HTML5 Introduction

HTML5 is markup language  used for structuring and presenting content for the World Wide Web.  HTML5 itself began back in January of 2008. It has been driven primarily by two organizations, namely the W3C (World Wide Web Consortium) and WHATWG (Web Hypertext Application Technology Working Group).

HTML stands for Hyper Text Markup Language.  A Markup Language contains specialized code for formatting and defining the style and layout within a text file.  These specialized code, or HTML elements, that is used for formatting are called tags. Web browsers read these HTML files and compose them in a way that makes pages visibly  and audibly pleasing.

As of this writing, HTML5 is only a working draft as changes to the specification are yet to be finalized. The W3C did announce in February 2011 that July 2014 would be the date when HTML5 would become the official web standard. If you want to learn more about the full history of HTML  I would recommend visiting Wikipedia.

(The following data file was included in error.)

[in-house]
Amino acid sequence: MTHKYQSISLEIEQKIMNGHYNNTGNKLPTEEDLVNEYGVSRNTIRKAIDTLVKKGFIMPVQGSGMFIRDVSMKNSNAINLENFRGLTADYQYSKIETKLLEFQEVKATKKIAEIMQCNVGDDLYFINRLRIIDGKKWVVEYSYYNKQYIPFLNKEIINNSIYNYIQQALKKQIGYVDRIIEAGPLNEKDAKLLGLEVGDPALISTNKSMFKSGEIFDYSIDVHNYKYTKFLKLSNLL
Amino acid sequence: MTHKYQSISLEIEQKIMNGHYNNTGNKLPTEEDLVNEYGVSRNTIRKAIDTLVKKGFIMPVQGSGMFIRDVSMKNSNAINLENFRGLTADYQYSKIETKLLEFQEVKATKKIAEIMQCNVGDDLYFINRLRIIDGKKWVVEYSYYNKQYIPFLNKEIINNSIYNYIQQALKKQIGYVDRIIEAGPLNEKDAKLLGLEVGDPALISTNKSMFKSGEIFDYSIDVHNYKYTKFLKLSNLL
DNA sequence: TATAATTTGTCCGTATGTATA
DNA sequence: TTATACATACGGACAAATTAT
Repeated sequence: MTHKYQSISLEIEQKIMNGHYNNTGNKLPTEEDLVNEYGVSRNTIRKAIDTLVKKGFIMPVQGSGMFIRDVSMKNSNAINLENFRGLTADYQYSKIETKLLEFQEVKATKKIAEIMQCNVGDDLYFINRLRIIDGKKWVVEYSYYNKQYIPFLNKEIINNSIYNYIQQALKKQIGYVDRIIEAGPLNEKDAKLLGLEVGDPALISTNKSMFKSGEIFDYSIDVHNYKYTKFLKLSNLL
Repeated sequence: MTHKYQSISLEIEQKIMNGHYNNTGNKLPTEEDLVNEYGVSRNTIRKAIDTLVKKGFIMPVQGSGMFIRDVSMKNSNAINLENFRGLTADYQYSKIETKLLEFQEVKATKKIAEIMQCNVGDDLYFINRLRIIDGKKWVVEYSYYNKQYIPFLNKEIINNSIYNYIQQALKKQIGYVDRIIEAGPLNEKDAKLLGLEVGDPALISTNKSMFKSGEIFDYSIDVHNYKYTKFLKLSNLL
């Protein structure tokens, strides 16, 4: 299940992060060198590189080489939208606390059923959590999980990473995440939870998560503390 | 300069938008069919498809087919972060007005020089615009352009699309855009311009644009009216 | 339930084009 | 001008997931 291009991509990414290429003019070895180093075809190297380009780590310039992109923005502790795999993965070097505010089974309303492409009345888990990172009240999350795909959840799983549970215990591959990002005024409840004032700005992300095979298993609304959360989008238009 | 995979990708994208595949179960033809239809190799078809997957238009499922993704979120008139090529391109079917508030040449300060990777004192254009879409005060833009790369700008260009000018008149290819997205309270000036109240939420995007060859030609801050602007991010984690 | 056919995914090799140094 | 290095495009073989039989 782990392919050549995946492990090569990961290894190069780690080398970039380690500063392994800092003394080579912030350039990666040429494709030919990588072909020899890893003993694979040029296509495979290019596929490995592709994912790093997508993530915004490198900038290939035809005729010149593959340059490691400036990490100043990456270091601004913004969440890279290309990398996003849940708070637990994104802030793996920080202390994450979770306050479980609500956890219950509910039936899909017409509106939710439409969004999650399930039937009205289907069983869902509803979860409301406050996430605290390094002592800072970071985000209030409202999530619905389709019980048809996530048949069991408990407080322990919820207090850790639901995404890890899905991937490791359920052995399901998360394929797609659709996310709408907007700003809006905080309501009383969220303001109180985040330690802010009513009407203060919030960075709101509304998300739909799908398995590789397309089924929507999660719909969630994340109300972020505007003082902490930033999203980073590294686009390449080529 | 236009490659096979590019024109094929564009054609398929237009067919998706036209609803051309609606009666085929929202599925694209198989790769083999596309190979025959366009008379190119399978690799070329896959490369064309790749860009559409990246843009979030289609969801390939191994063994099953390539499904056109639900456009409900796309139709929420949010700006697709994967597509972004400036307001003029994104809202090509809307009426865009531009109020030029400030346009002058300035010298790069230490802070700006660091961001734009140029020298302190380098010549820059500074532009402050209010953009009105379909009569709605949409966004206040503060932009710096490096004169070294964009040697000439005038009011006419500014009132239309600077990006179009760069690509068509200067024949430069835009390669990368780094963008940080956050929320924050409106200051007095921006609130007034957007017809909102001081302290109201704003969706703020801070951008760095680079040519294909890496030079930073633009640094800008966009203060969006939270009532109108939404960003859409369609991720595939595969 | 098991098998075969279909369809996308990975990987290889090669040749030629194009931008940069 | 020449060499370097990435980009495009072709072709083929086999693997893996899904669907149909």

In this tutorial, I am going to concentration on HTML5 syntax and structure.

HTML5 Features

HTML5_Logo_128Since HTML5 has succeeded both HTML 4.01 and XHTML 1.1 it has attempted to define a single markup that can be written as both HTML and XHTML syntax but at the same time it has really simplified life for the web developer and all the major web browsers have rallied behind the effort.   This includes companies like Mozilla, Apple, Microsoft, Google and Opera.

Here are some of the nice new features for ease of use and readability that HTML5 is bringing to the table.

Easier To Write

HTML5 is much easy to write than XHTML because of the following reasons:

  • HTML5 is case-insensitive
  • HTML5 allows for single-quotes, double-quotes or no quotes